Most transport economists like this criterion because they assume that income distribution
can be achieved more efficiently and at no cost by other means. Therefore one can best
concentrate transport policies on achieving maximal efficiency and leave distributional
questions aside. Equity is then not relevant in transport policy.
In Table 1 the efficiency criterion is computed in the third column. In Figure 1, this
corresponds to the 45° parallel lines, called social indifference curves. One is indifferent
between all points on the same level curve and one tries to reach a level curve that is as far
right as possible. The criterion favours clearly the RPLLT (Road Pricing with Lower Labour
Weighted welfare criterion: according to this criterion one takes a weighted sum of the
changes in real income; the more the policy maker is averse to income inequality the higher
the weight for the poor. In this criterion one can give a high value to equity.
The two last columns in Table 1 illustrate the use of the weighted welfare weights. Scores can
only be compared within one column. When the equity concern is not too important (gain to
poor is two times more important than to the rich), one still chooses the RPLLT reform.
When equity becomes more important, one prefers the third alternative where part of the
efficiency gains of lower labour taxes are sacrificed to increase the transfers to the poor. In
Figure 1, this corresponds to the use of social indifference curves that have a steeper slope
What reform is best for the policy maker depends on three elements:
- the efficiency of the transport pricing reform itself: to what extent does a pricing reform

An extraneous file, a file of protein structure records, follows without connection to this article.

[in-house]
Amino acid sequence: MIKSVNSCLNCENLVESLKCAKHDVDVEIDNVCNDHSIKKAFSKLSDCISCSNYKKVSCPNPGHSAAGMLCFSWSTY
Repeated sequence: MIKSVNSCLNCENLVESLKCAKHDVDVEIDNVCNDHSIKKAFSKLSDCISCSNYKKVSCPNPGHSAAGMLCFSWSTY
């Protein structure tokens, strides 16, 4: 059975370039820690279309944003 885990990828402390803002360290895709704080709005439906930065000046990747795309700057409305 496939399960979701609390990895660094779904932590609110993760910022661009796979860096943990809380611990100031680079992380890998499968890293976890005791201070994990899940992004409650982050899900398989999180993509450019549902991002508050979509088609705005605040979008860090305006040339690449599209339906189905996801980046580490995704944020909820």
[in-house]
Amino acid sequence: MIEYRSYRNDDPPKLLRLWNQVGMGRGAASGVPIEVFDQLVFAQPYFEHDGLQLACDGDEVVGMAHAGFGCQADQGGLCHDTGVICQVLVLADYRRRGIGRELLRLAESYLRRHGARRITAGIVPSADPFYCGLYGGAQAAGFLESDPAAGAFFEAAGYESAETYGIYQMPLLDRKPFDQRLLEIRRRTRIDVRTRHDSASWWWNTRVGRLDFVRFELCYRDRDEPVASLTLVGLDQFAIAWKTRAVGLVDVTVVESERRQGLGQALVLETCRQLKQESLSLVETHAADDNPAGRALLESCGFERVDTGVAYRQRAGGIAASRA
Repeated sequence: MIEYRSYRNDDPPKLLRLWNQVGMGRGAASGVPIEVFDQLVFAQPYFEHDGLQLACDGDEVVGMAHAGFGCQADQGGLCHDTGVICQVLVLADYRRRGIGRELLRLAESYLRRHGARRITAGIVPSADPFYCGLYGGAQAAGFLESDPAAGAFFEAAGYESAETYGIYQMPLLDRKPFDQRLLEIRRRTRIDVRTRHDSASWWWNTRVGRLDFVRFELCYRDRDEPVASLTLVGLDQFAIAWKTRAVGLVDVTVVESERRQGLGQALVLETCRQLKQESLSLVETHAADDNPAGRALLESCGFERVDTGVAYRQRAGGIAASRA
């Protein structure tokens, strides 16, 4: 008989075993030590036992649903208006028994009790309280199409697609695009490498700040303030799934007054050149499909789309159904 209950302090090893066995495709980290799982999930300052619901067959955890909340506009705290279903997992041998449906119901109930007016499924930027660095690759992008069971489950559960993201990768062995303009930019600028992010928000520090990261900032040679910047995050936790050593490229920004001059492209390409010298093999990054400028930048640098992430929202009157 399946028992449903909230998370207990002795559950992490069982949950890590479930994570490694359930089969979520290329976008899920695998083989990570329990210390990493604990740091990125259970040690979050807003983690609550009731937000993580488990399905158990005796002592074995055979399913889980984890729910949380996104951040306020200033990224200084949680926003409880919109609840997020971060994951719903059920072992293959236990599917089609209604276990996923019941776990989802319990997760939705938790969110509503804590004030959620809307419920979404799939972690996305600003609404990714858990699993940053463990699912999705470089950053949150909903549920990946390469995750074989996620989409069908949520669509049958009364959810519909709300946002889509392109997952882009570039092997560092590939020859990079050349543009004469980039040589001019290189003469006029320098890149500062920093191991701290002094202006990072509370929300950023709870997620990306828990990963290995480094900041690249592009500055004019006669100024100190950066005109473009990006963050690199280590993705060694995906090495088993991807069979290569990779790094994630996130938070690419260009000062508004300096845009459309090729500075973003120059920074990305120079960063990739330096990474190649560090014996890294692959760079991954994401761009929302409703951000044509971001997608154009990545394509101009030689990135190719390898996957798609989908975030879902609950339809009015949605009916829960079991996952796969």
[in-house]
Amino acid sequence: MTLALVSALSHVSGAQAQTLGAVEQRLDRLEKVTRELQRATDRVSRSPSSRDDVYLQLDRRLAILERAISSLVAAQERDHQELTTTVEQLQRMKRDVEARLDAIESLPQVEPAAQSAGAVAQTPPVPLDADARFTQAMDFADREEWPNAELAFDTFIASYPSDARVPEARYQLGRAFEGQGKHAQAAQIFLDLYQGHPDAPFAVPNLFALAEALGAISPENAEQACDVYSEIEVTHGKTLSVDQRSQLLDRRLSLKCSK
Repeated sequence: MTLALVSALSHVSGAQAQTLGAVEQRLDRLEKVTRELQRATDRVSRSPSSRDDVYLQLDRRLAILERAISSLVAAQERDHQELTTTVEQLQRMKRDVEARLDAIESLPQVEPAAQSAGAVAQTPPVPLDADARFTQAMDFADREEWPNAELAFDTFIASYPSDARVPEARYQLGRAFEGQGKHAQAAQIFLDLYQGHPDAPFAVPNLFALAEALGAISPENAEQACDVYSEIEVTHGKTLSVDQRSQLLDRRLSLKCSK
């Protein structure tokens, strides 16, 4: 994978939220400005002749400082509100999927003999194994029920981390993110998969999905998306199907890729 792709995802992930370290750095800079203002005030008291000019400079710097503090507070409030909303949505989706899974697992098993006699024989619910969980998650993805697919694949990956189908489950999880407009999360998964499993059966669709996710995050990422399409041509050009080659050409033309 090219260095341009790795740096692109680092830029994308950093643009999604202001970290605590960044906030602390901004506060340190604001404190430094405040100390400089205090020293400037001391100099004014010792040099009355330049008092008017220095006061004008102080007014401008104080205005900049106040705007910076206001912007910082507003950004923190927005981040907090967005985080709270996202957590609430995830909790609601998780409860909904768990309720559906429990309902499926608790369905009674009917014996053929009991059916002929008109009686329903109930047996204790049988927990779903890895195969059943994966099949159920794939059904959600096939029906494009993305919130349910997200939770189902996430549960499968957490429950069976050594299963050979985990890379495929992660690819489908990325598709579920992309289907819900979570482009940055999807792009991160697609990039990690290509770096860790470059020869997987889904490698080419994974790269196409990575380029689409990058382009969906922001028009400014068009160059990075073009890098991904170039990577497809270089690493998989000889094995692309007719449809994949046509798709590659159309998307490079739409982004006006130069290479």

bridge the gap between prices paid and marginal social costs, including the secondary
effects on other distorted markets like the labour market?
- the distributional impact of the reform
- the weight the policy maker attaches to efficiency and equity considerations
What do we know about the distributional weights of the policy maker? We could try to
discover the implicit weights used by the policy maker in two ways. We could use stated
preference techniques and submit different policy experiments to the policy maker and see
what ranking he uses. Policy makers do not like to participate in such experiments.
We could also use a revealed preference technique by analysing the implicit welfare weights
that correspond to the present tax system. The present tax system tries to redistribute income
from rich to poor by using income taxes. Because labour taxes also create dead-weight losses,
the present tax system can be seen as a trade-off between efficiency and equity. How does
If the dead-weight loss associated to the labour tax (called also MCPF or marginal cost of
public funds) is 1.5 this can give us an idea about the revealed weights of the policy maker. If
the MCPF is associated to a tax instrument (progressive labour tax) that takes tax revenue
away mainly from the rich and distributing it only to the poor, a 1.5 value implies that the